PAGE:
Payment by subscription is becoming an increasingly attractive and habitual method for both brands and consumers across a wide range of sectors. Once resigned to simply being the lifeblood of the periodical publishing industry, subscription services such as Netflix, Spotify, and Apple Music are now mainstream; an identifiable component in many consumers’ monthly payment habits.
But it’s not just the entertainment industry that is recognising the benefits of a payments by subscription model. In recent years a wide spectrum of business verticals have turned to a subscriptions as a source of valuable revenue; 2018 has even seen the introduction of a subscription service in the car industry.
As this business model continues to grow, we will hear more and more corporate leaders refer to the ‘subscription economy’ and its potential to change the way consumers buy and ultimately own goods and services.
Businesses have recognised that consumers are demanding these subscriptions services due to their customer-friendly approach to billing through a pay-as-you-go agreement. With disposable income increasingly varying month-on-month due to factors including the growth of the gig economy, this flexible approach to customer loyalty will continue to be embraced by forward-thinking global brands, but will need implemented carefully to ensure success.
Subscription pain points: Tackling the issue of high decline rates
Improving customer retention is just one incentive for companies to introduce subscription services. Not only do they help businesses acquire more consumers that do not want to be tied into a lease contract or buy outright, they also allow them to expand recurring revenue streams.
However, introducing a subscription-based model is not without its challenges. Businesses that use subscriptions must address issues such as high decline rates, customer onboarding, security and integration with existing systems. Transaction failure on recurring payments can also have a devastating effect on a business.
Supporting subscription services: Four questions to consider
Implementing a subscription payment solution also presents challenges for merchants in that it requires a network of support services to ensure operational success. So, it is imperative businesses partner with a Payment Service Provider (PSP) that offers the appropriate support for subscription services.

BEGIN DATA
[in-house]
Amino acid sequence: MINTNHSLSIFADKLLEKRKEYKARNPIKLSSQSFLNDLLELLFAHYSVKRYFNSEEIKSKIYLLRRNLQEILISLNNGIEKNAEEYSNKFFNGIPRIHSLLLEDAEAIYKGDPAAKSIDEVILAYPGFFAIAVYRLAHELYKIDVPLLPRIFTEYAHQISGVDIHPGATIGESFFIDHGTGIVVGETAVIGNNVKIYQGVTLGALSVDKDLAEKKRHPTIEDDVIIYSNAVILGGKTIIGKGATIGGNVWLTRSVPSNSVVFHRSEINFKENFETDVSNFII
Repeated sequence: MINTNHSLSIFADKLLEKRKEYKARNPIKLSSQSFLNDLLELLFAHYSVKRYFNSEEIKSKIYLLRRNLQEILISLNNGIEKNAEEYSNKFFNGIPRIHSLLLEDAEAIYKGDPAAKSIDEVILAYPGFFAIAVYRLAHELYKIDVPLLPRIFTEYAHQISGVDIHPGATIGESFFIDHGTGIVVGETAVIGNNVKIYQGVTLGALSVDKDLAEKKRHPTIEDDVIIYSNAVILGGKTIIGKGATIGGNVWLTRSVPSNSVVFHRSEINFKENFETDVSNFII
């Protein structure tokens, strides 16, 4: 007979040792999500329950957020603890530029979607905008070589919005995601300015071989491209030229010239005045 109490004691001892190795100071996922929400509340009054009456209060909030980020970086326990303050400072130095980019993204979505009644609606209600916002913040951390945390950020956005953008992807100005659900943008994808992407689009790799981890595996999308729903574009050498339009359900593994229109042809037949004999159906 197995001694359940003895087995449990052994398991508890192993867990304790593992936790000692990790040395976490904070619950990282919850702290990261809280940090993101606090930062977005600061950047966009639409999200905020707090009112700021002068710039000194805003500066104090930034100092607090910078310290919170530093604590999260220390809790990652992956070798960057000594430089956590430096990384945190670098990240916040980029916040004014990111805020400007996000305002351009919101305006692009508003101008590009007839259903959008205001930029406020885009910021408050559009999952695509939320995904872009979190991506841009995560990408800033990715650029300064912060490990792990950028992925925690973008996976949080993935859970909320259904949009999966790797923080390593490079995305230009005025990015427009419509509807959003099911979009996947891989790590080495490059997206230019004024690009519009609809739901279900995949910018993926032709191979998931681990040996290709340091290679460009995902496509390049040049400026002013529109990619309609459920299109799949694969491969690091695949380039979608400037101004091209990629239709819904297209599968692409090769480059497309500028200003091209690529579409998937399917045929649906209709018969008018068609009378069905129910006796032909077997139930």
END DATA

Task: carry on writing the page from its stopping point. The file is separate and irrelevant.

So, what do you need to look out for from your PSP and its products to ensure your new subscription service is a success? Here are four questions to consider:
From cars to grooming: the breadth of subscription success stories
One of the most recent companies to introduce a subscription service is Jaguar Land Rover, which now allows customers to drive the latest model off the forecourt and have all repair and maintenance costs covered under a monthly subscription.
At the other end of the cost spectrum, even the male grooming sector is getting in on the act by giving men the opportunity to purchase shaving equipment via a subscription model – something the company Harry’s has recently undertaken.
Both examples show that the subscription model is shaping the operations of businesses globally, regardless of their size, sector and time in the market. It’s in the interests of merchants and retailers to provide customers with a subscription option. As a result, they need to talk to their PSP today to find out how they can support them in implementing a great subscription solution.
To find out about Paysafe’s subscription support visit www.paysafe.com